The evidence needed to convict a person of a crime is also called the legal burden of proof. However, the weight of the burden of proof varies, depending on whether it is an administrative, civil or criminal court decision.
Preponderance of the Evidence
The "preponderance of the evidence" is the lowest burden of proof. A decision based on the preponderance of the evidence requires only evidence enough that a reasonable person could come to that conclusion; the evidence does not need to dispel any possibility of doubt. To meet this standard, the evidence need only convince a judge or jury that it is more likely than not that the defendant committed the offense. The preponderance of the evidence is sufficient in most administrative court decisions and many civil court decisions.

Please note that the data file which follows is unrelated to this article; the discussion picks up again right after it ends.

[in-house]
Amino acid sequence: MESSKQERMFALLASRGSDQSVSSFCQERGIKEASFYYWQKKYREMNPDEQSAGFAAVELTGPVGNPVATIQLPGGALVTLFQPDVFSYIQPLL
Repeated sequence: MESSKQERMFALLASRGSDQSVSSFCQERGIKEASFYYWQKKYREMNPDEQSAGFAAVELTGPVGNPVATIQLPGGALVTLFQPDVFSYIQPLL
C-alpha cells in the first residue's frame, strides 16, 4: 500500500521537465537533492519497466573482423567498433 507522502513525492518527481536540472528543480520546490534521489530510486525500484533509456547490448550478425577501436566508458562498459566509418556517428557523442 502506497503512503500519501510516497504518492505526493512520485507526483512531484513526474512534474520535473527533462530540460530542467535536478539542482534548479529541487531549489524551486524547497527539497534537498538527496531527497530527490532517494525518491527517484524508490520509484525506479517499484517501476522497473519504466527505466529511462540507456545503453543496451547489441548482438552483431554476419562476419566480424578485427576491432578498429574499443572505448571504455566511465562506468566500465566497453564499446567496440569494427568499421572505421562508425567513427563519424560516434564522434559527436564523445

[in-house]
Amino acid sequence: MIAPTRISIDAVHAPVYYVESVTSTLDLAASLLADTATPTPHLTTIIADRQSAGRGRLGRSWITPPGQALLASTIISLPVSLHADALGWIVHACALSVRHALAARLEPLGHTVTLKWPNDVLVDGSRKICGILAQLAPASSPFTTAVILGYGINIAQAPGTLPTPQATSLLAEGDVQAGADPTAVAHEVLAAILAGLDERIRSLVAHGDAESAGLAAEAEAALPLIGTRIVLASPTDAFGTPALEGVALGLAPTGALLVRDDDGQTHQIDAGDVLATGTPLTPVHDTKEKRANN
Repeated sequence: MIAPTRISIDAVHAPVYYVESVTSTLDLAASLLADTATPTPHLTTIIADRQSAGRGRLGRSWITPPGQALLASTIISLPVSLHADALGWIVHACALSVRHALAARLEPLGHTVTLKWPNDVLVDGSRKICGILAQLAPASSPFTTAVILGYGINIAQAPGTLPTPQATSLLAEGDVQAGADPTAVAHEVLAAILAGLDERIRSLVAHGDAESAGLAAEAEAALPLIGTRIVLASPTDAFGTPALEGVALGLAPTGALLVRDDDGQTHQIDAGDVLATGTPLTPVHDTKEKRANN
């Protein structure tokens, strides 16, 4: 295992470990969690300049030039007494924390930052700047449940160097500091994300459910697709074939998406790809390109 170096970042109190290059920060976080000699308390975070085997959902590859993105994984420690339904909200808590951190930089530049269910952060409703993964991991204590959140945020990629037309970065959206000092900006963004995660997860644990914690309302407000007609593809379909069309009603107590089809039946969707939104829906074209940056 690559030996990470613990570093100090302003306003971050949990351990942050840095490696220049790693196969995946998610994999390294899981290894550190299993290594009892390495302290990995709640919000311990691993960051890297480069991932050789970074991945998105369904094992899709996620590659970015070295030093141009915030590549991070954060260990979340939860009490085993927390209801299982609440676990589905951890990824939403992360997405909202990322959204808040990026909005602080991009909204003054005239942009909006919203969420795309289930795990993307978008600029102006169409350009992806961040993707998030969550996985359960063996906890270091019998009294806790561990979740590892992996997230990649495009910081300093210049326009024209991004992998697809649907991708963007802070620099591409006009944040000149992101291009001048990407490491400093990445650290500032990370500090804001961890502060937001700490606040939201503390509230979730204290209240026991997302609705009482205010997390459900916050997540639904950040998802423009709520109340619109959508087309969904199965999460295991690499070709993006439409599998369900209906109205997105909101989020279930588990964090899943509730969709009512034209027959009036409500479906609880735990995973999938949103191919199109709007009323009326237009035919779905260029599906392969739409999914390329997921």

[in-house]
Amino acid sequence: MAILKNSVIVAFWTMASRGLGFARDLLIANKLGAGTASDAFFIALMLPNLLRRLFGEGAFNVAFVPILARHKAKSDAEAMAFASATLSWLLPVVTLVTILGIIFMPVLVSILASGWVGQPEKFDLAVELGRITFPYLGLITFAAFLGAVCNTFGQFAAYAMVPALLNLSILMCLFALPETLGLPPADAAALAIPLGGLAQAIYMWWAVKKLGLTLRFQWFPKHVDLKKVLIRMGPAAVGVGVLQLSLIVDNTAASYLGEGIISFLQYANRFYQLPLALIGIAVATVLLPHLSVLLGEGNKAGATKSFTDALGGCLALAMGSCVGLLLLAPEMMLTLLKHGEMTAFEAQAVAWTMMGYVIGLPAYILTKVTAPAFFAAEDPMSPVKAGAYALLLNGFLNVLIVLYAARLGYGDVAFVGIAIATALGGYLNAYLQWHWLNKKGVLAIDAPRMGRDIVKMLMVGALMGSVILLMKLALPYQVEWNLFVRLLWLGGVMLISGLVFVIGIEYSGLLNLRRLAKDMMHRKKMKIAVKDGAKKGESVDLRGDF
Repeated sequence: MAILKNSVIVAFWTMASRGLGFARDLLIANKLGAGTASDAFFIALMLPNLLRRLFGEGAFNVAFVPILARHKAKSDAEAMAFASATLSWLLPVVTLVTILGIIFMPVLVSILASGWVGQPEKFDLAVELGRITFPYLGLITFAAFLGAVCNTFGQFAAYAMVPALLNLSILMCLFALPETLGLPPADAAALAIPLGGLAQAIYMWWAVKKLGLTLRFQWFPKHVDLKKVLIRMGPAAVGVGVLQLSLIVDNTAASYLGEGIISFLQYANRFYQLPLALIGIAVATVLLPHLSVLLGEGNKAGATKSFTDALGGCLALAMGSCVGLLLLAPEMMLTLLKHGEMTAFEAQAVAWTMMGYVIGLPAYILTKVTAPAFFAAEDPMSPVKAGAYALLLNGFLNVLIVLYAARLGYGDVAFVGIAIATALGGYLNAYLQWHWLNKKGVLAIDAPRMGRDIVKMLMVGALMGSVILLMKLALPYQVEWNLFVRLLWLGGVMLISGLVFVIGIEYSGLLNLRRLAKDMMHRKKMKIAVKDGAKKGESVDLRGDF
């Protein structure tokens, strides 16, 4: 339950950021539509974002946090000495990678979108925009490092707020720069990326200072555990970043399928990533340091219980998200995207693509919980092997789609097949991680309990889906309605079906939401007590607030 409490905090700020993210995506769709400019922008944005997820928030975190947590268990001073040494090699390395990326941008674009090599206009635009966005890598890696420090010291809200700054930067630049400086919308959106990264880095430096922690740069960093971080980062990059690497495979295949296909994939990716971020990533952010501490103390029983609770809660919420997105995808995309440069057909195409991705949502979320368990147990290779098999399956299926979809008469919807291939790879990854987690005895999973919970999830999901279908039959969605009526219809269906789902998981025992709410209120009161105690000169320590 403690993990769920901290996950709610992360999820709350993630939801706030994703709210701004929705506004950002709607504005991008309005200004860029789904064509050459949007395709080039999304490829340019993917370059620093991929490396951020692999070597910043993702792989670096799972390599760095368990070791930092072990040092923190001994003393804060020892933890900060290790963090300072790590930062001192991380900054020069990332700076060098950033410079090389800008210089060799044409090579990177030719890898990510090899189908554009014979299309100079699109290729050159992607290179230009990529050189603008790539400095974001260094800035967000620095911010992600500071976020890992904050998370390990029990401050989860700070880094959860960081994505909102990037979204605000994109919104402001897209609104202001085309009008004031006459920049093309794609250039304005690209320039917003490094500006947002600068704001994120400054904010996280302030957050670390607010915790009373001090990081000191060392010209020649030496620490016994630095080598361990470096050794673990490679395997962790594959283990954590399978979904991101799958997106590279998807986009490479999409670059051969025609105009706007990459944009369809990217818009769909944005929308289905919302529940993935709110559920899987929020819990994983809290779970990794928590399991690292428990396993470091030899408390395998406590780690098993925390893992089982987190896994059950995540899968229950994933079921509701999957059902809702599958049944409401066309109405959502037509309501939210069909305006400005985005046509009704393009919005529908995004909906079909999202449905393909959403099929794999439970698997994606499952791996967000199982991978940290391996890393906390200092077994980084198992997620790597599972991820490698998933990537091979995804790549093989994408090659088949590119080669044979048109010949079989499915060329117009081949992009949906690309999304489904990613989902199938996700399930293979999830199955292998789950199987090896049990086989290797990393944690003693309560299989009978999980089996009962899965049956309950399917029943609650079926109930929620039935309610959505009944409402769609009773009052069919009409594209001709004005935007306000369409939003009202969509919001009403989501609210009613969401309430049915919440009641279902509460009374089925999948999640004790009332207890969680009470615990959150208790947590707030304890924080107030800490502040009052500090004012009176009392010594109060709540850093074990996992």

Read More: Types of Evidence at a Crime Scene
Clear and Convincing Evidence
"Clear and convincing evidence" requires that the judge or jury believe that, based on the evidence, the facts presented are highly probable or almost certain to be true. Like the preponderance of the evidence standard, clear and convincing evidence does not need to dispel all doubts. This is the most common standard of proof in civil trials.
Beyond a Reasonable Doubt
Evidence that is "beyond a reasonable doubt" must dispel any beliefs that the defendant did not do what he is accused of doing. This is the highest burden of proof. Criminal trials require the judge or jury to base convictions on evidence supporting guilt beyond a reasonable doubt.
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